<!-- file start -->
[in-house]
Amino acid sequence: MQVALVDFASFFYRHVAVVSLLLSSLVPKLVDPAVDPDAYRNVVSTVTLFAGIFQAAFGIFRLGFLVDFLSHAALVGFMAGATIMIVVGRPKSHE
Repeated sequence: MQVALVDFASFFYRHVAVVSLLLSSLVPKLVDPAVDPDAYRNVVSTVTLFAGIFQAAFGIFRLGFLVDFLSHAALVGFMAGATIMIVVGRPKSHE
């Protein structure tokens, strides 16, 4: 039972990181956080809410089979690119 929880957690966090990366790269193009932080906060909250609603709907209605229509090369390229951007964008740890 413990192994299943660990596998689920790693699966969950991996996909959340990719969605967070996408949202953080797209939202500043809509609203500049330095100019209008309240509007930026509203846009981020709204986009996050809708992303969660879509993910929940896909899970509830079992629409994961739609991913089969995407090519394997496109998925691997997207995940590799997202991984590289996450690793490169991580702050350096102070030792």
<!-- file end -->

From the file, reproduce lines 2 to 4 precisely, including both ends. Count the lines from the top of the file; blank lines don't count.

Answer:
Amino acid sequence: MQVALVDFASFFYRHVAVVSLLLSSLVPKLVDPAVDPDAYRNVVSTVTLFAGIFQAAFGIFRLGFLVDFLSHAALVGFMAGATIMIVVGRPKSHE
Repeated sequence: MQVALVDFASFFYRHVAVVSLLLSSLVPKLVDPAVDPDAYRNVVSTVTLFAGIFQAAFGIFRLGFLVDFLSHAALVGFMAGATIMIVVGRPKSHE
């Protein structure tokens, strides 16, 4: 039972990181956080809410089979690119 929880957690966090990366790269193009932080906060909250609603709907209605229509090369390229951007964008740890 413990192994299943660990596998689920790693699966969950991996996909959340990719969605967070996408949202953080797209939202500043809509609203500049330095100019209008309240509007930026509203846009981020709204986009996050809708992303969660879509993910929940896909899970509830079992629409994961739609991913089969995407090519394997496109998925691997997207995940590799997202991984590289996450690793490169991580702050350096102070030792």